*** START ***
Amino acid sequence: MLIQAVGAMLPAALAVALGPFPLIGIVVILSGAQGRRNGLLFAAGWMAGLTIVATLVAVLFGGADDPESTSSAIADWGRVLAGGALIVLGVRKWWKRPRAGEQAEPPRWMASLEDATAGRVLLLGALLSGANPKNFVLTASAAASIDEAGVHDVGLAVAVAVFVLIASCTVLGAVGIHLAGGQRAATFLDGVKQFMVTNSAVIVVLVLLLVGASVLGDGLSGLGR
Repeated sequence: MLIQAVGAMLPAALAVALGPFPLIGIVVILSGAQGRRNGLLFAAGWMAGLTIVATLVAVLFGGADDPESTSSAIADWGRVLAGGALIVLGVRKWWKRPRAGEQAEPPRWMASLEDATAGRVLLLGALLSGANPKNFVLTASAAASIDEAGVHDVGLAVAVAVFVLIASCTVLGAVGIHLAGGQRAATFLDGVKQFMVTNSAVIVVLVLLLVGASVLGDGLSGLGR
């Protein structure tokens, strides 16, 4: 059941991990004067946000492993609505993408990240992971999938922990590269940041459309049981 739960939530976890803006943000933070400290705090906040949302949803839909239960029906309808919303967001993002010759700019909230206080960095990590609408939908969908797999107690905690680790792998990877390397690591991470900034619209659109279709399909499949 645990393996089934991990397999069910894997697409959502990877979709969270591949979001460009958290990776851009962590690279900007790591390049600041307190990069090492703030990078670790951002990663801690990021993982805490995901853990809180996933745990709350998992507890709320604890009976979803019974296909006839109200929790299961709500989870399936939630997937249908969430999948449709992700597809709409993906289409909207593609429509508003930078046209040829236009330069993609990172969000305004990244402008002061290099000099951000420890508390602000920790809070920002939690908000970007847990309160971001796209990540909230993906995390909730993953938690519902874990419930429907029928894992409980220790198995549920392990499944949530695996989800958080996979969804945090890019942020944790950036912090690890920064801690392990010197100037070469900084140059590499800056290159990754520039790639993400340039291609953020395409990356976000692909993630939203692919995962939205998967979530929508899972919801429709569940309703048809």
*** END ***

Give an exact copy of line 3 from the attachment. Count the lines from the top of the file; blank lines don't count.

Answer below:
């Protein structure tokens, strides 16, 4: 059941991990004067946000492993609505993408990240992971999938922990590269940041459309049981 739960939530976890803006943000933070400290705090906040949302949803839909239960029906309808919303967001993002010759700019909230206080960095990590609408939908969908797999107690905690680790792998990877390397690591991470900034619209659109279709399909499949 645990393996089934991990397999069910894997697409959502990877979709969270591949979001460009958290990776851009962590690279900007790591390049600041307190990069090492703030990078670790951002990663801690990021993982805490995901853990809180996933745990709350998992507890709320604890009976979803019974296909006839109200929790299961709500989870399936939630997937249908969430999948449709992700597809709409993906289409909207593609429509508003930078046209040829236009330069993609990172969000305004990244402008002061290099000099951000420890508390602000920790809070920002939690908000970007847990309160971001796209990540909230993906995390909730993953938690519902874990419930429907029928894992409980220790198995549920392990499944949530695996989800958080996979969804945090890019942020944790950036912090690890920064801690392990010197100037070469900084140059590499800056290159990754520039790639993400340039291609953020395409990356976000692909993630939203692919995962939205998967979530929508899972919801429709569940309703048809």